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Opinion :: Three cheers and a protonymic tiger for the trails of Googling
· 5:33am February 9th, 2013
Why does Editor Dean, who has always considered “Dungeons and Dragons” as much of a colossal waste of time as Fantasy Football, have a page from the lesser-known role-playing game “The Elder Scrolls” on his computer?
There is, I promise, a logical explanation. But it is a long one.
It starts (naturally, oddly enough) with Abe Lincoln.
After seeing “Lincoln” at the Palace a few weeks ago, I remembered one of the books I first read when I began my journalism career: “Lincoln and the Press” by Robert S. Harper in 1951. That book had lots of insight into how the media treated Lincoln, and how he treated the media. I am working on a column about that for Lincoln’s birthday on Tuesday.
But I better hurry, because those protonymic tigers keep distracting me.
I read “Lincoln and the Press” back in 1990-something, before Google. Then, I would have had to go to a library and try to look up some of the nearly-forgotten people, places and events of that era. I didn’t have that much time, so I just read the book and wondered about names like Whitelaw Reid or the Fire Zouaves.
But now, with Google (and yes I know, there are other search engines that others prefer; you can Google them all), I can find out more about just about every person, place or organization that Robert S. Harper mentioned in that book.
As I type this story, it is no 4:06 a.m.and I have been on a Google trail for more than an hour.
In case you wonder how I started with Civil War newspaper history and ended up at role-playing games, I will explain in detail. I will even link each of these steps to the web sites that I found, so you can follow my cyberspace footsteps.
In Chapter 17 of the book, Harper mentions two newspaper men, Francis Preston Blair, Jr., and Benjamin Gratz Brown. I found their story interesting, so I Googled them.
The Missouri Civil War history page that came up mentioned that Blair had been a member of a group of enthusiastic supporters of 1860 presidential candidate Lincoln who called themselves the “Wide Awakes.”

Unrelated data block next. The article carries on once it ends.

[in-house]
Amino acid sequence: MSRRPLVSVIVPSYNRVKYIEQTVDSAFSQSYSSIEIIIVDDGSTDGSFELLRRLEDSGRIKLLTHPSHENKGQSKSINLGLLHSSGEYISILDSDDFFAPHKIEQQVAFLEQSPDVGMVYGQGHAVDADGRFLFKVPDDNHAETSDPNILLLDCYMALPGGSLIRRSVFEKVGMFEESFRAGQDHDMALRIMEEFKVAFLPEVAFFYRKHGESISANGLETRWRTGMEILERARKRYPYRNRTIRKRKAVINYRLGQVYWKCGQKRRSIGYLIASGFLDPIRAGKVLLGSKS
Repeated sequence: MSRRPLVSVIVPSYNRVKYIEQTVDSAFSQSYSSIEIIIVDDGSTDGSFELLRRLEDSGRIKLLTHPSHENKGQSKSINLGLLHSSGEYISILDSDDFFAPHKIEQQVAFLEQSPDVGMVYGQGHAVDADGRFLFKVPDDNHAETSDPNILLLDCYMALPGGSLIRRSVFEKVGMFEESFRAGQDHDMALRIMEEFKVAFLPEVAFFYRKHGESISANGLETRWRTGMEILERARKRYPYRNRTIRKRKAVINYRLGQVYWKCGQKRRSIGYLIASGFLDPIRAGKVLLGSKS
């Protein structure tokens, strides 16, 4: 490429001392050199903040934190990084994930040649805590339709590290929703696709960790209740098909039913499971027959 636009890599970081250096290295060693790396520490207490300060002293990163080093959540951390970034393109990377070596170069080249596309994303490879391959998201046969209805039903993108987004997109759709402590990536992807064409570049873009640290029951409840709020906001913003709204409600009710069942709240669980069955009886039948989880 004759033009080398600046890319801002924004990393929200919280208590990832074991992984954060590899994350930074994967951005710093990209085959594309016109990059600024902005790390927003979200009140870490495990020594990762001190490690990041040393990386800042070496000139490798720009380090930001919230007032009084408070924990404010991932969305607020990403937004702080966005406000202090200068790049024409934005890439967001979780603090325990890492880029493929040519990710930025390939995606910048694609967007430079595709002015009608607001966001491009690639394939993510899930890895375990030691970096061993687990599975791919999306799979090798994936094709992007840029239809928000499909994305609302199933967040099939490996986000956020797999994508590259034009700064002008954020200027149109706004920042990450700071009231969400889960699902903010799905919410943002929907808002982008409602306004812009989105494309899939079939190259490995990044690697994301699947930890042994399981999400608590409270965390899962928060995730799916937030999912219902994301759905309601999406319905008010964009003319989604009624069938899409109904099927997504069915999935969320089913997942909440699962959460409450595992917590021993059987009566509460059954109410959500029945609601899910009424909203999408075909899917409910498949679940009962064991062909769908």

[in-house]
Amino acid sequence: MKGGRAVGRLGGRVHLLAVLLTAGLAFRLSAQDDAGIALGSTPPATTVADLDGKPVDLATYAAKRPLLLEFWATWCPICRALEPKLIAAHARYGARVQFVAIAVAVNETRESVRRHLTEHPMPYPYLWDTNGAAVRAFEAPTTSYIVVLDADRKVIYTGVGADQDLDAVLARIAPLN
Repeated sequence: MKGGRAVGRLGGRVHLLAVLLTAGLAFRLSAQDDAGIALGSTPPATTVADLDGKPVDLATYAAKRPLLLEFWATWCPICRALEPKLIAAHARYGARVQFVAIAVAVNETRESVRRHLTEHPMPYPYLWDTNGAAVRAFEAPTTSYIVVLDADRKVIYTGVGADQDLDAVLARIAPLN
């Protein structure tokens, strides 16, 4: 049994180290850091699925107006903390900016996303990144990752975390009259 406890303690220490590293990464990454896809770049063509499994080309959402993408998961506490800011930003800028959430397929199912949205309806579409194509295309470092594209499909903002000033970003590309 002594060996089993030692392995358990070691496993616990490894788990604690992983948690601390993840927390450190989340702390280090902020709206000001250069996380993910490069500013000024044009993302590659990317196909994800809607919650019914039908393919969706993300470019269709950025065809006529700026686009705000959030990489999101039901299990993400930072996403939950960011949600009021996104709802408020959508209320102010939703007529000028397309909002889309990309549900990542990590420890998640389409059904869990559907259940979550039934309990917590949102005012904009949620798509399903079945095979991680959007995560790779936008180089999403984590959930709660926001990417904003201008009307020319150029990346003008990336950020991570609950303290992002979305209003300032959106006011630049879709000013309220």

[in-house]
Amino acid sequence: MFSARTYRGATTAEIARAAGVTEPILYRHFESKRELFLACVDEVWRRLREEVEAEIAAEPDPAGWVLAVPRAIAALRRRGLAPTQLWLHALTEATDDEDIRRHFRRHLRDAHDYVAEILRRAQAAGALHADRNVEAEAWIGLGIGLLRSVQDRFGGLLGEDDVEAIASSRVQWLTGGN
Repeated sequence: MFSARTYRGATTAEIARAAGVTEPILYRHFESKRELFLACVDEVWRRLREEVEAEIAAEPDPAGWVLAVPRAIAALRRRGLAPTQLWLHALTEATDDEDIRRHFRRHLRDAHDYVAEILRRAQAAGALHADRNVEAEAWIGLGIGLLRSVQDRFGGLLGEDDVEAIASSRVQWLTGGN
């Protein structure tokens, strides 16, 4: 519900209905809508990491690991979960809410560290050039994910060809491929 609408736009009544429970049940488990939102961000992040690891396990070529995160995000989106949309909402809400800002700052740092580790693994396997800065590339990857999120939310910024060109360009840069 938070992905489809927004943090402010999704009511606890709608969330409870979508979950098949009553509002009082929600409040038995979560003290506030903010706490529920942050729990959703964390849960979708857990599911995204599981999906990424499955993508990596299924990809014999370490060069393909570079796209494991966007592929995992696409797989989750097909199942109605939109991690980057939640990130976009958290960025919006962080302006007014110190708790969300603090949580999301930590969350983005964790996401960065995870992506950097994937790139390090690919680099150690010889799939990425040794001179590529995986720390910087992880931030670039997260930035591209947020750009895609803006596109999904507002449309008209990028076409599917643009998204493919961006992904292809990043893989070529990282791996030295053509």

Of course, I had to Google them.
That search led me to a copy of a page from a newspaper called the Western Reserve Chronicle, and its Oct. 24, 1860, issue. That page contained a story about a Wide Awakes rally that said the group gave “three rousing cheers and a tiger.”
Yep, you know. Google.
I am familiar with “three cheers:” Hip, Hip, Hooray! Hip, Hip, Hooray! Hip, Hip, Hooray!”
But the Tiger?
I had to look at a few web sites before I found out what that meant, and where it began. Apparently it started with the Boston Light Infantry of 1822. Those gentlemen were known to spend their spare time in energetic athletic competitions. One observer saw how intense this was and gave one participant the nickname “Tiger.” Soon, after the three cheers, the soldiers would loudly and forcefully growl, trying to imitate a tiger. That strange tribute spread across the country, so that in Ohio, in 1860, the Wide Awakes gave three cheers then growled like tigers.
In a publication called, “Handy Book of Literary Curiosities,” by William S. Walsh, appears the following sentence: The Tigers by name soon began to imitate the growl of their protonymic.
Of course, I had to Google that word.
A protonym, I discovered, is something that something else originates from. It appears often in biology to describe certain types of species.
As it appeared in that book, the Tiger, the animal, is the protonymic of the Tiger, the member of the Boston Light Infantry.
But the word protonymic in this century only appears on web sites dedicated to the characters of The Elder Scrolls.
They use the word protonymic in a sentence that in no way inspires me to Google it. I reprint that sentence here with the strong hope that you, like me, have no idea what it means: "Daedra cannot be killed. They can only be banished back into Oblivion. To banish a Daedra, their mortal body must be destroyed. The banished Daedra will return to its Daedric Realm of origin, but its personality slightly changes, along with its protonymic. Usually the protonymic is extended with neonymic; obviously this means that a Daedra cannot be banished with the same protonymic twice."
There, my Google trail ended and I returned to Chapter 17, hoping to finish the book so I can write thoroughly about the media and Lincoln for his 204th birthday.
I better hurry, because this is now 4:25 a.m.Saturday and Lincoln’s birthday is this Tuesday.
But at least now you know why it’s taking me so long to read this book the second time.
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